Publications by authors named "Jim Bristow"

53 Publications

Complete Genome sequence of Burkholderia phymatum STM815(T), a broad host range and efficient nitrogen-fixing symbiont of Mimosa species.

Stand Genomic Sci 2014 Jun 25;9(3):763-74. Epub 2014 Mar 25.

Univ Massachussets, MA, USA.

Burkholderia phymatum is a soil bacterium able to develop a nitrogen-fixing symbiosis with species of the legume genus Mimosa, and is frequently found associated specifically with Mimosa pudica. The type strain of the species, STM 815(T), was isolated from a root nodule in French Guiana in 2000. The strain is an aerobic, motile, non-spore forming, Gram-negative rod, and is a highly competitive strain for nodulation compared to other Mimosa symbionts, as it also nodulates a broad range of other legume genera and species. The 8,676,562 bp genome is composed of two chromosomes (3,479,187 and 2,697,374 bp), a megaplasmid (1,904,893 bp) and a plasmid hosting the symbiotic functions (595,108 bp).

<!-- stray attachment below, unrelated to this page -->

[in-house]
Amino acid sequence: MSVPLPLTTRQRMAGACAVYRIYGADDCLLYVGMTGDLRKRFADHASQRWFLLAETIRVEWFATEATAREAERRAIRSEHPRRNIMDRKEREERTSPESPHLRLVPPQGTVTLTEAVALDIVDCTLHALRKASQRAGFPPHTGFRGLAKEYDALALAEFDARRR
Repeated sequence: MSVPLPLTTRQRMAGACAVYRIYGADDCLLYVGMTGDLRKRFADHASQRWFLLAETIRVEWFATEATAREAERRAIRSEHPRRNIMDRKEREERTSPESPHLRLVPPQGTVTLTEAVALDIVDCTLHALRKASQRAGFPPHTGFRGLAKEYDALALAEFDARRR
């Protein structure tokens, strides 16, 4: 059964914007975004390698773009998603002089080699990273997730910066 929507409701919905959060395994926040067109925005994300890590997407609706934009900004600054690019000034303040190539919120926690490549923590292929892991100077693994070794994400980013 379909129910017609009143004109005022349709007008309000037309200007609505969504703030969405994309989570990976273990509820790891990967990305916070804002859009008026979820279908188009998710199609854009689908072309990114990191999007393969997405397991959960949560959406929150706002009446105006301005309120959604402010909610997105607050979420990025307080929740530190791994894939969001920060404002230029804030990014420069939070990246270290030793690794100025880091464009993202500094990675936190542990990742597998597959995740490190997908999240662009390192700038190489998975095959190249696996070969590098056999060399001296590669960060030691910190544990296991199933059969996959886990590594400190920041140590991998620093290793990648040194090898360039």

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http://dx.doi.org/10.4056/sigs.4861021DOI Listing
http://www.ncbi.nlm.nih.gov/pmc/articles/PMC4148976PMC
June 2014

Finished genome of the fungal wheat pathogen Mycosphaerella graminicola reveals dispensome structure, chromosome plasticity, and stealth pathogenesis.

PLoS Genet 2011 Jun 9;7(6):e1002070. Epub 2011 Jun 9.

USDA-Agricultural Research Service, Purdue University, West Lafayette, Indiana, United States of America.